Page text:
#11 of 12 Old 10-09-2011, 08:24 AM
 
RiverTam's Avatar
 
Join Date: May 2009
Location: St. Louis, Missouri, USA
Posts: 935
Mentioned: 0 Post(s)
Tagged: 0 Thread(s)
Quoted: 0 Post(s)

With both my SN kid and my NT kid, we baby-proofed their room and put a baby gate on the door when we moved them to a toddler bed. If they were up, they couldn't get out of the room. There wasn't anything in the room that could harm them. 

 

I worried about them falling while trying to climb out of the crib. 

RiverTam is offline  
#12 of 12 Old 10-09-2011, 07:00 PM
 
FarmerBeth's Avatar
 
Join Date: Mar 2011
Location: Northeastern Nova Scotia, Canada
Posts: 803
Mentioned: 0 Post(s)
Tagged: 0 Thread(s)
Quoted: 0 Post(s)


Quote:
Originally Posted by RiverTam View Post

With both my SN kid and my NT kid, we baby-proofed their room and put a baby gate on the door when we moved them to a toddler bed. If they were up, they couldn't get out of the room. There wasn't anything in the room that could harm them. 

 

I worried about them falling while trying to climb out of the crib. 

 

Us, too, where as we had climbers.  I think that even for the OP, who is finding the crib to be a good solution for her family, it's really important to baby proof the room before the child is ready to get out of the crib.  And to keep up with their increasing sophistication with handling your child proofing.  My ASD child had unbelievable ability to learn how to deal with safety devices.  We learned to actually lock (with a key) some items and have a bell on the door so we would hear it open.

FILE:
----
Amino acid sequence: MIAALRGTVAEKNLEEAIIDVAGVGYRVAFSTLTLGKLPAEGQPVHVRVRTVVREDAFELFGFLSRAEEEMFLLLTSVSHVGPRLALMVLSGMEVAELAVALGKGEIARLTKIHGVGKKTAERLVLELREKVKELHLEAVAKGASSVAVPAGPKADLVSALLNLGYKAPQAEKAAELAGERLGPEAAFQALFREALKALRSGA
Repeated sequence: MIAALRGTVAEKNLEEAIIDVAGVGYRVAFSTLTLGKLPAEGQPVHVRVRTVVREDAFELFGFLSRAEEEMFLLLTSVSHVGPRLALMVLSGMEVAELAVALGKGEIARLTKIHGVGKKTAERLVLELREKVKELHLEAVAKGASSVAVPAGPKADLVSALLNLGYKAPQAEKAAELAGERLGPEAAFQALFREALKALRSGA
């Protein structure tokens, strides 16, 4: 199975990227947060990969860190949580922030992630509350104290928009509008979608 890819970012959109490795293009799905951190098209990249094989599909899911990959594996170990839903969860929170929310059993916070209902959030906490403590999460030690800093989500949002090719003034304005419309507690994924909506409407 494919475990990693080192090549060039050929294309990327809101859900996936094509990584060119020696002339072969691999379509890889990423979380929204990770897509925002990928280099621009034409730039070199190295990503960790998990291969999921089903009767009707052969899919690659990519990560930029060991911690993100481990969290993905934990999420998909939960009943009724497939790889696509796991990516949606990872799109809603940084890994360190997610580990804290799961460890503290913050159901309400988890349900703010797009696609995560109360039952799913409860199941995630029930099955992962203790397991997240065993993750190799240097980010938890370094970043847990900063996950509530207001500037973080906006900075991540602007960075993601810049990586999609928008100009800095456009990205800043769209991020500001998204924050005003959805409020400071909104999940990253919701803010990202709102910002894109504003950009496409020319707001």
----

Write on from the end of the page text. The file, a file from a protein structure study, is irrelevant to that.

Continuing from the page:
Busy keeping up with three children and an awful lot of chickens!

FarmerBeth is offline  
Reply

Quick Reply
Message:
Drag and Drop File Upload
Drag files here to attach!
Upload Progress: 0
Options

Register Now

In order to be able to post messages on the Mothering Forums forums, you must first register.
Please enter your desired user name, your email address and other required details in the form below.
User Name:
If you do not want to register, fill this field only and the name will be used as user name for your post.
Password
Please enter a password for your user account. Note that passwords are case-sensitive.
Password:
Confirm Password:
Email Address
Please enter a valid email address for yourself.
Email Address:

Log-in

Human Verification

In order to verify that you are a human and not a spam bot, please enter the answer into the following box below based on the instructions contained in the graphic.



User Tag List

Thread Tools
Show Printable Version Show Printable Version
Email this Page Email this Page


Forum Jump: 

Posting Rules  
You may post new threads
You may post replies
You may not post attachments
You may not edit your posts

BB code is On
Smilies are On
[IMG] code is On
HTML code is Off
Trackbacks are On
Pingbacks are On
Refbacks are Off